Mesquite resident Connie Foust announced her candidacy for State Assembly district #19 at a gathering of supporters on Friday, Jan. 29 primarily saying she was against any tax increases. Foust is the former head of the Mesquite Tea Party.
Niger Innis, national chairman of the Tea Party and a 2014 republican candidate for Congressional District #4, introduced Foust as the “Border Granny” for her work when she lived in Arizona prior to coming to Mesquite. Reflecting on the current presidential campaign Innis said “we are looking for brave patriots like Connie in the state legislation to do the right thing” in a wave of sentiment that is rejecting politics as usual.
“She gives us an opportunity to change our state and our legislators,” Innis said.
“Too many people get elected and then think they have an I.Q. ten points higher than before they ran,” Foust said in her introduction. “They think they know what’s best for you. That’s not so.”
She complained that even though voters turned down the margins tax and mining tax in 2014, “at the same time, our government was already working on the commerce tax. Basically, your vote was disrespected.”
Falling back on the basic tenets of the Tea Party – taxed enough already – Foust said “every time we get taxed we lose a little bit more of our freedom.”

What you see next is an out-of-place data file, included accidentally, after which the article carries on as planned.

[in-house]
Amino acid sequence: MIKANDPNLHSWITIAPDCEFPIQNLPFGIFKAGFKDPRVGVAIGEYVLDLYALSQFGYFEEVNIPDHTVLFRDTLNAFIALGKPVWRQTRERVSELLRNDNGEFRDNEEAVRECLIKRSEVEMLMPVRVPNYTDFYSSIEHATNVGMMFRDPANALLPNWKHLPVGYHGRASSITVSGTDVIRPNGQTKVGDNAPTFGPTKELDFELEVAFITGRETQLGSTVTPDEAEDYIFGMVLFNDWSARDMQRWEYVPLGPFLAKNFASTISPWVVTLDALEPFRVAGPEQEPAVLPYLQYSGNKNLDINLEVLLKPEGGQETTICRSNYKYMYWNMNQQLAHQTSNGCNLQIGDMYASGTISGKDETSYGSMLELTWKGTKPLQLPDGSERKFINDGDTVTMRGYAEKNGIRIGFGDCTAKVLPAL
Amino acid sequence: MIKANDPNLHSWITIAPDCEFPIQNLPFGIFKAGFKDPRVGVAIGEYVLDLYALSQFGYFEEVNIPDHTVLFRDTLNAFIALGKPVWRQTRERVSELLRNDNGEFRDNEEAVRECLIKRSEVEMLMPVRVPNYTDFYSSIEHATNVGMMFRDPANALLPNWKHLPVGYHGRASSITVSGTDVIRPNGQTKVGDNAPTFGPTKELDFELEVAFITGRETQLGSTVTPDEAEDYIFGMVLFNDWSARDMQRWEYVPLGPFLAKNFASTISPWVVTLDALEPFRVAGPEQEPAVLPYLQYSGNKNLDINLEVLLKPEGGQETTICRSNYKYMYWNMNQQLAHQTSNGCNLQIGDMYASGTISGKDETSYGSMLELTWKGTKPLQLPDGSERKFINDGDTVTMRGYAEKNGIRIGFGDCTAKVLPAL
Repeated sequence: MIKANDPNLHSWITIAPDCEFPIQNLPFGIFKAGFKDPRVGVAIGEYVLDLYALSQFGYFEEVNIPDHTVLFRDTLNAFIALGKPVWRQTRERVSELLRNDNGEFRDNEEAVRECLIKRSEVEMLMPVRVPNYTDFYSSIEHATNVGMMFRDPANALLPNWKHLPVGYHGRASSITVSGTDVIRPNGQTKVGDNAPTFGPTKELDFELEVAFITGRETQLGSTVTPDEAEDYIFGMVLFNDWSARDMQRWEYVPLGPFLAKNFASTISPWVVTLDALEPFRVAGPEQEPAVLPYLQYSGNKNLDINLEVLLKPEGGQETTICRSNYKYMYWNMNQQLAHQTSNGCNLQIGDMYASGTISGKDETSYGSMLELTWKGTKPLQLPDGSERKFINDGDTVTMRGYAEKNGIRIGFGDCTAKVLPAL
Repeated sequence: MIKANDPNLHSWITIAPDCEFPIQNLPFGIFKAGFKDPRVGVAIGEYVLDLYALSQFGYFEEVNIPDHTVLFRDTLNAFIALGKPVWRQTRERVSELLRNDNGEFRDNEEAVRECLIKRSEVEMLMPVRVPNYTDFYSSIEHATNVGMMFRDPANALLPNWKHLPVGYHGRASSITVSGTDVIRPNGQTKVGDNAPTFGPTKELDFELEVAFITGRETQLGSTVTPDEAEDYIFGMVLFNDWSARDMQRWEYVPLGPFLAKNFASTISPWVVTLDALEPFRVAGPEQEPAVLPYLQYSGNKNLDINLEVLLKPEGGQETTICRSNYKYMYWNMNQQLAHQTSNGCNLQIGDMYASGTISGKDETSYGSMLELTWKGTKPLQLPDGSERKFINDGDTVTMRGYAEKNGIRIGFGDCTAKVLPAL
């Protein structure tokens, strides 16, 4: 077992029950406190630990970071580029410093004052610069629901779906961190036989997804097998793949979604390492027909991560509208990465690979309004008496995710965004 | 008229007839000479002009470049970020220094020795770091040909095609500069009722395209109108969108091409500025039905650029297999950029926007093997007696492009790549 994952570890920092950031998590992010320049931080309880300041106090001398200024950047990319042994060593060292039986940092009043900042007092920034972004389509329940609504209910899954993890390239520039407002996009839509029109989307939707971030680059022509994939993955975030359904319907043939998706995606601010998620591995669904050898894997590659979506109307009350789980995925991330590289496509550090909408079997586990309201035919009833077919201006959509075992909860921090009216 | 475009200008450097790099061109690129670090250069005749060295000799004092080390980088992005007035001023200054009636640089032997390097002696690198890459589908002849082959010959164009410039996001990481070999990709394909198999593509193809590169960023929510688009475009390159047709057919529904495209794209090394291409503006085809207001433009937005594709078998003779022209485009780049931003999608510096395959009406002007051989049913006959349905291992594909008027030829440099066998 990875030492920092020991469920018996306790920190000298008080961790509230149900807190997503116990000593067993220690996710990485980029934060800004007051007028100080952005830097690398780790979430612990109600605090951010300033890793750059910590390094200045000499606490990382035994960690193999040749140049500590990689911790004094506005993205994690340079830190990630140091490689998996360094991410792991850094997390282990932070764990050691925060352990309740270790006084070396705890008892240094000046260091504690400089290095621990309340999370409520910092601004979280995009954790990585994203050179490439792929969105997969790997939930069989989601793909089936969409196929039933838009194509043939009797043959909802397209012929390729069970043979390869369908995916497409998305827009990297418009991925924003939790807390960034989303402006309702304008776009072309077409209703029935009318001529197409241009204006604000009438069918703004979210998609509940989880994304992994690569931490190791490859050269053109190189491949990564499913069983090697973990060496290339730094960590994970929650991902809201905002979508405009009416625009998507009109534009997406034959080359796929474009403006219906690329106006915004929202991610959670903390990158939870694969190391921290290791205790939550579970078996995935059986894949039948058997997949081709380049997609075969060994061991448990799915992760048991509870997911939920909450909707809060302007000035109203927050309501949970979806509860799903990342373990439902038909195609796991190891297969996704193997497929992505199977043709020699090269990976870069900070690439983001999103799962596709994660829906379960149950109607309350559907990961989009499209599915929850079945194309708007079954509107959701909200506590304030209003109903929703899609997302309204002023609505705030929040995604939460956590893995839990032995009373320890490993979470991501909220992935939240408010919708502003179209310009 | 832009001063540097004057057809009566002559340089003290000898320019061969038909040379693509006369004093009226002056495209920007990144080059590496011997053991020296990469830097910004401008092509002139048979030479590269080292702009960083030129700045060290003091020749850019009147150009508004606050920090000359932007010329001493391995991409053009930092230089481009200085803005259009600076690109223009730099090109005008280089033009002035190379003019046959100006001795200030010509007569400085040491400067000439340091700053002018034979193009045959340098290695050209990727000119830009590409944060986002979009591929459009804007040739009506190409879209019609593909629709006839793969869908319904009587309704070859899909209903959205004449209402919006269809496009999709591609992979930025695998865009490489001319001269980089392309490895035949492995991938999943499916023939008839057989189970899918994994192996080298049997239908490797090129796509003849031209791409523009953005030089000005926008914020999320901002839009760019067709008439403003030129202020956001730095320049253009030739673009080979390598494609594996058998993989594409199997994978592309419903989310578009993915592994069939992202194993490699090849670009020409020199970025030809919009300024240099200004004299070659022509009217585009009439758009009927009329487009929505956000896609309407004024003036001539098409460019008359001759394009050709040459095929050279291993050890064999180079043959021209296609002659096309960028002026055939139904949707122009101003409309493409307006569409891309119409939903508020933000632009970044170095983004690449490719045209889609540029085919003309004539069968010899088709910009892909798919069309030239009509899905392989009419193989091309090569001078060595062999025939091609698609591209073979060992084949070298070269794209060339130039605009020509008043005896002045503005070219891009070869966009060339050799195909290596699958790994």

She complained that her Republican opponent, current Assemblyman Chris Edwards (R-AD19), voted for all the amendments to the commerce tax but when it appeared the measure would pass the general Assembly “he voted against it.” Without listing specifics, she added that Edwards voted for 26 out of 32 taxes.
She advocates zero-based budgeting for school districts, securing the U.S. Mexican border and is a member of the National Rifle Association.
Reflecting on her experiences working on the southern border she said that homeland security is not about racist views but that “it’s about security.”
Prior to her introduction, Foust’s education advisor Jim Blockey addressed the small group laying out three points he says are the foundation of Foust’s beliefs. “We teach social subjects from a liberal point of view and then we’re shocked when we turn out so many liberals. I want it illegal to teach [in public schools] any social issues like sex education and multiculturalism,” Blockey said.
He said the second point refers to “the way we teach that causes dyslexia. We need to get rid of sight reading and only teach phonics. You do not want to associate a word with a picture.”
Blockey said the third point of his and Foust’s education platform would only allow administrators to discipline students and not teachers.
“Connie and I have talked about these points. She will write legislation for these issues. I know it will be controversial but she and I are used to controversy,” Blockey said.
The filing period for the election runs from Mar. 7 through 18 with the primary election date set for June 14.